Let’s Talk Turkey

If there is one dish that I think is impossible to cook, it is turkey. I mean, come on! Look at the size of the bird! No matter what you do, it’s trouble. There is no way to get the whole thing cooked and have it still be moist. But this bird, whether worthy or not, holds a place on our societal dinner table that is sacrosanct. Just try suggesting to a fellow American, as I once made the mistake of doing, that you celebrate Thanksgiving with lobster, fish or steak. I think you will very quickly realize that you have stepped the third rail of American Holiday food!

So we are back to the age-old question of what to do with the sucker. Over the years, I have been adventurous with my turkey prep. I have tried cooking it lots of ways: dry brining, regular brining, straight roasting with oodles of flavored butter stuffed everywhere you can imagine. I must admit, the only thing I have not tried is deep-frying. I would be game for it, but with my luck, I would blow up the neighborhood with the propane set up. That would be bad. Thus, to prevent me being thrown in jail for arson, terrorism, or worse, I have stayed with traditional cooking mechanisms.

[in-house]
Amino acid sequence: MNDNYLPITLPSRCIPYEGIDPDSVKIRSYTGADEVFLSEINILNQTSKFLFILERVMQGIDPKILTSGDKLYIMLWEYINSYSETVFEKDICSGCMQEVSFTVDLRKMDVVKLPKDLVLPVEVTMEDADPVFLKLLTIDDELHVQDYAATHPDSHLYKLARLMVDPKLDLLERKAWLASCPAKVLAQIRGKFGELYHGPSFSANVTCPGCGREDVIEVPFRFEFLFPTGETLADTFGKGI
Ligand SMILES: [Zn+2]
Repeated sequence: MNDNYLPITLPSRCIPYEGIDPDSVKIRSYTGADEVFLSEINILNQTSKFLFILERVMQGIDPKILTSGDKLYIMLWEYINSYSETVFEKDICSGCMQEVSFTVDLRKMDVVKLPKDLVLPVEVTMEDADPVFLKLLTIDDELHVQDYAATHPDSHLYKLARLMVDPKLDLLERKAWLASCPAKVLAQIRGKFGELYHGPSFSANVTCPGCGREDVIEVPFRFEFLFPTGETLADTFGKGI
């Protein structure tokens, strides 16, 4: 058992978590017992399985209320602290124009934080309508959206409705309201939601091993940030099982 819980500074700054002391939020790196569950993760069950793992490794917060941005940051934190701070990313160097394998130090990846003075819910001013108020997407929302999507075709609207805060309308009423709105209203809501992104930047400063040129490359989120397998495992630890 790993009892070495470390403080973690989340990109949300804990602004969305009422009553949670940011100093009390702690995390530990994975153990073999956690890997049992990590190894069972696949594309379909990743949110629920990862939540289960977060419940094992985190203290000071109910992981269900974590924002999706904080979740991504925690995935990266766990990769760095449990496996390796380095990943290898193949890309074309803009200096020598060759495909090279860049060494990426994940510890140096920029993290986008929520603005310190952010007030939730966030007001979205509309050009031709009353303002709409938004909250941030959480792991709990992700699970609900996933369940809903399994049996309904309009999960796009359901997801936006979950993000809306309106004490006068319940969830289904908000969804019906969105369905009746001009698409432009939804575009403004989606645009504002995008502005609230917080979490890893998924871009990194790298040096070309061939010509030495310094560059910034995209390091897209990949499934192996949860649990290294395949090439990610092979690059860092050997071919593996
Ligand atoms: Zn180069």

By far the best “traditional” recipe for turkey that I have found, the one that makes turkey almost (yes, I said almost and I am sticking with that) delicious, is a recipe that soaks the bird in an Apple Cider Brine. This recipe from Bon Appetit has the salty/sweet thing down! And, it creates a beautiful bird because the sugar from the cider helps to caramelize the skin. The gravy would, according to one of last year’s guests “make a hockey puck taste good.” And, the stuffing is delish- filled with yummy things like apples, sausage and parsnips….yes, I said parsnips. They add a nice bite! So, all in all, if you have to make turkey, this is about as good as it gets.

One note: You need to begin brining 2 days before you serve.

You can find the recipe at:

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